There was a buzz ricocheting around the halls of the school on Center Harbor Road yesterday. Literally and figuratively.
But then, there's always a buzz when moonwalking astronaut Buzz Aldrin comes calling at Reston's Buzz Aldrin Elementary School.
"Ohmygosh! Look! It's him! It's really him!" sixth-grader Caitlin Chase screamed, sounding like Sally Field at the Oscars.
Then, turning back into a preteen, Caitlin purred: "It's, like, so awesome to have someone famous right here."
Aldrin, the lesser-known half of the July 20, 1969, Apollo 11 lunar mission that saw Neil Armstrong step onto the moon first, tries to visit his namesake school at least once a year, inspiring the students with his mere presence and making a fuss as they proudly show him their cardboard space capsules and mock decontamination rooms.
"He's a space visionary," said Lois Aldrin, who accompanies her husband on his trips to Reston and a school in Illinois that also bears his name. "It's very heartening for him to go out and show people and talk about space, something that he loves."
Not far from Aldrin Elementary is a school named after that other space visionary, Armstrong. But Fairfax County school officials said that publicity-shy Armstrong has yet to take one small step for mankind on its schoolyard.
With Aldrin, though, it's been an annual affair ever since Aldrin Elementary opened in 1994. This year's visit is intended to commemorate the 30th anniversary of the most famous moonwalk until Michael Jackson came along.
Aldrin, 69, told his eager young audience that they need to look beyond the concerns of today to the possibilities of tomorrow. "Think into the future. We need you to have a vision," he said. "I know that's hard when you're thinking about when's recess or what's for lunch or on TV tomorrow, but you need to start thinking about the next 10, 20 and 30 years. Make me and your parents proud of what you're doing."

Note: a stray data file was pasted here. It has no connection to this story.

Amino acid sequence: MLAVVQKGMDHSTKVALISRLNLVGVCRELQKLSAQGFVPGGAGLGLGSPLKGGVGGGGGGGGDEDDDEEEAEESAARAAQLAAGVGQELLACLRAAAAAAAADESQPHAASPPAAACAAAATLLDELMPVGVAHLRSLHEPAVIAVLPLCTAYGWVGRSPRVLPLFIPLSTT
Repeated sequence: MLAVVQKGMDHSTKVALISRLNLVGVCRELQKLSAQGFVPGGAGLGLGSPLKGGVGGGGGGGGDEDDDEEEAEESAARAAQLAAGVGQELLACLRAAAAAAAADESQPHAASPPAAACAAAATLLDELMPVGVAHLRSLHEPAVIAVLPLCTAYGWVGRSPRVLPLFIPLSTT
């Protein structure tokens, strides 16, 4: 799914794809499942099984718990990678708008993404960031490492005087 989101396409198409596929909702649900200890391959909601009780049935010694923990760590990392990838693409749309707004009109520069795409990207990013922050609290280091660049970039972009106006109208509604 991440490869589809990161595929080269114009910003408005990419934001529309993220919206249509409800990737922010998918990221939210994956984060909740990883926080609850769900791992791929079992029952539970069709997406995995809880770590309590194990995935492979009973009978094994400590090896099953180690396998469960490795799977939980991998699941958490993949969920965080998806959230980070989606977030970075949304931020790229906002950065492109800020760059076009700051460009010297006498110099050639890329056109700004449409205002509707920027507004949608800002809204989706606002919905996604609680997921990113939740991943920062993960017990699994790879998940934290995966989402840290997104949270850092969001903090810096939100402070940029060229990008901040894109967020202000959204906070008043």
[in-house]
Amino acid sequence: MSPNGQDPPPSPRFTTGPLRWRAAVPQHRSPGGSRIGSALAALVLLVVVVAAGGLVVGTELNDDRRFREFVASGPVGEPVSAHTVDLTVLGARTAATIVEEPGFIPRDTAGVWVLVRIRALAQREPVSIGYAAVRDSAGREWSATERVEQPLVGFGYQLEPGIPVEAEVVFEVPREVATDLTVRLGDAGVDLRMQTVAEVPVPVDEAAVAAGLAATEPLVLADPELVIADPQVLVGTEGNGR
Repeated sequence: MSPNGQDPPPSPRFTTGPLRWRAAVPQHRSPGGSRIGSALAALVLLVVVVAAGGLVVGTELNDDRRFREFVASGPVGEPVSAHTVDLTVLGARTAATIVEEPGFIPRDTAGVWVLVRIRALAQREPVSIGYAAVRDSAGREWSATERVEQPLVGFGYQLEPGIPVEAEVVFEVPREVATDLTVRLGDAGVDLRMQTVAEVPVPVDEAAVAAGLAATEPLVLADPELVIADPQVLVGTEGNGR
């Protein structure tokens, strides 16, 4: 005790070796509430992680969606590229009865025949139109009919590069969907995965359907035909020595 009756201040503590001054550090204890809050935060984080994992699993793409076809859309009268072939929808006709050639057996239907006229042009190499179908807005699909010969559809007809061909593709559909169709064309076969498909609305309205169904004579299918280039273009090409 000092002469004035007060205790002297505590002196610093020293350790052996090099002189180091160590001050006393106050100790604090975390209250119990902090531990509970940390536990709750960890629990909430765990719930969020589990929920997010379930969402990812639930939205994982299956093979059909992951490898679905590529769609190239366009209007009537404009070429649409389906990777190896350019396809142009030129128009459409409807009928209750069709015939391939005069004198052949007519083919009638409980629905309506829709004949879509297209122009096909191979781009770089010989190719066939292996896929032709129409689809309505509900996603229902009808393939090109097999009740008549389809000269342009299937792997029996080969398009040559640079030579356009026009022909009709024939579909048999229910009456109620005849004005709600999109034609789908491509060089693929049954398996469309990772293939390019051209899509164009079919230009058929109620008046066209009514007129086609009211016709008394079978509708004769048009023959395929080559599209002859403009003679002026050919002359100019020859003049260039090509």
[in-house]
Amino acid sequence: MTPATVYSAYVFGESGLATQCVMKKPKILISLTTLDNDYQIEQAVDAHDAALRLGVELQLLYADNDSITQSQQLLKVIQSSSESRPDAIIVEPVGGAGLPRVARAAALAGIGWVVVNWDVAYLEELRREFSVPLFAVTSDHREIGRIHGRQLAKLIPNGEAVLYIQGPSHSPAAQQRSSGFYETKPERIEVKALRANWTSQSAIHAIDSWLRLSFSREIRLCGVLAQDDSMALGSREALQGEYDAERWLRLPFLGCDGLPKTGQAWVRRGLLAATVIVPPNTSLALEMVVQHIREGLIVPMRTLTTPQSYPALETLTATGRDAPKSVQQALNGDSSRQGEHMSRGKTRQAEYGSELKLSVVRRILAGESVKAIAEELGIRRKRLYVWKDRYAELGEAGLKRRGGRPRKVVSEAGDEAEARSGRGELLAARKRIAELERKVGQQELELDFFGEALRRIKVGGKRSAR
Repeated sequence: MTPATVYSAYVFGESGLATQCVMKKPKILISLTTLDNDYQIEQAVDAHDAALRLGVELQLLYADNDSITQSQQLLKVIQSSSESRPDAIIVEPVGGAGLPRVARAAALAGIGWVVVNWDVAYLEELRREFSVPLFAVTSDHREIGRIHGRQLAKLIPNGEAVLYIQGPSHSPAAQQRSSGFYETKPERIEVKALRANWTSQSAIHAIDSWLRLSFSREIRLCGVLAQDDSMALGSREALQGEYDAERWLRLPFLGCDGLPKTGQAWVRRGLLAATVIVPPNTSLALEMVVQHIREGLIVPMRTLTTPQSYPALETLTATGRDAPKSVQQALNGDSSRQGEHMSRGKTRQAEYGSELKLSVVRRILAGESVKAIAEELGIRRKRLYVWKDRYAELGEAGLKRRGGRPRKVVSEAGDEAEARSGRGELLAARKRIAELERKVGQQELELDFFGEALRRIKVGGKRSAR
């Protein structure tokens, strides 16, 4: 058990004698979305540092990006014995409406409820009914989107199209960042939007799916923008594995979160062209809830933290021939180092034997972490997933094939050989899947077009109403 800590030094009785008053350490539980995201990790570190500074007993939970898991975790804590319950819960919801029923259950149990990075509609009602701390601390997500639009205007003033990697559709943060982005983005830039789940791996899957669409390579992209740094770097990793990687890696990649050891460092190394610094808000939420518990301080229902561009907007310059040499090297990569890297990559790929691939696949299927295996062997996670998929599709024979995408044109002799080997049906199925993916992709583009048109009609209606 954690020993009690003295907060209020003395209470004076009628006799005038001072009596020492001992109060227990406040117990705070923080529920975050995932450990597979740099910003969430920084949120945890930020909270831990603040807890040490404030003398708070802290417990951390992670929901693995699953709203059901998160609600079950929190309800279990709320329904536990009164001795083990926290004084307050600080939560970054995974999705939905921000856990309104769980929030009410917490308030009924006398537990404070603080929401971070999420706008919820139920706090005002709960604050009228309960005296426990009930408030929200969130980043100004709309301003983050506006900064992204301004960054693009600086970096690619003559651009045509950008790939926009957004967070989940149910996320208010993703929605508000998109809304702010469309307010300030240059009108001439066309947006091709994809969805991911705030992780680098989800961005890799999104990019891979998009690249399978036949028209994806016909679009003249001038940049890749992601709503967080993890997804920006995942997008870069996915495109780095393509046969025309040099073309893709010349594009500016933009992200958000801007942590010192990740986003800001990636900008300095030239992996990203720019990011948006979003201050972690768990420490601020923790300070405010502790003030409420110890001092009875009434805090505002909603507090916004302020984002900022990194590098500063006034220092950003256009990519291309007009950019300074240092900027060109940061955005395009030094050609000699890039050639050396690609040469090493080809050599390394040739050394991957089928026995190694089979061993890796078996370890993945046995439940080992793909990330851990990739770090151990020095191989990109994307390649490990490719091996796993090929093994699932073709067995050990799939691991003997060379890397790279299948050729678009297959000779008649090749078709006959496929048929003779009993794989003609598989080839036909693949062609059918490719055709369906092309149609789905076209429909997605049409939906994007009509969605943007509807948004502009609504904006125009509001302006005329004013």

In his honor, the students sang, danced and showed off space shuttles and mission control rooms they'd made from cardboard boxes, brown paper bags, egg cartons and aluminum foil.
"Those are some of the fanciest helmets I've ever seen," Aldrin joked with a second-grader wearing an empty three-gallon ice cream tub on her head.
The visits by Aldrin, whose real name is Edwin Eugene Aldrin Jr., help his NASA missions "come alive for the students," one administrator said yesterday. In the school's foyer hangs an eight-foot-high poster of Aldrin standing on the moon.
"They see it, but they can't relate to it," Principal Gina Ross said. "When you ask kids, `Who is an American hero?' they look at you like you're from outer space. They name football or baseball players, not real people like Buzz Aldrin who put their lives on the line."
But when Aldrin actually visits the school, "they see him, they meet him," she said. "They consider him part of our family."
"I knew a little bit about him at first," said Andrew Blum, 12. "I knew he flew to the moon and landed. But I knew Neil Armstrong better. When you see [Aldrin in person] it's more real and much more cool."
After Aldrin's speech, parents and teachers thronged around him, trying to grab a quick photo. Jason Sevin, 12, squeezed his way through the crowd.
"Dr. Aldrin, Dr. Aldrin," he pleaded. "I just want to shake your hand."
Aldrin turned and extended his right hand.
Jason shook it, then looked at his friends. "I'm never washing this hand again," he said.
CAPTION: Students at Reston's Buzz Aldrin Elementary School, above, perform a musical to honor the astronaut and to commemorate the 30th anniversary this summer of man's landing on the moon. Left, Aldrin and school Principal Gina Ross look over a book on space written by Aldrin's daughter.
CAPTION: A Buzz Or Two: Buzz Aldrin, the second astronaut to step on the moon, holds up a Buzz Lightyear doll during a visit to Buzz Aldrin Elementary School in Reston. Aldrin visits his namesake school each year.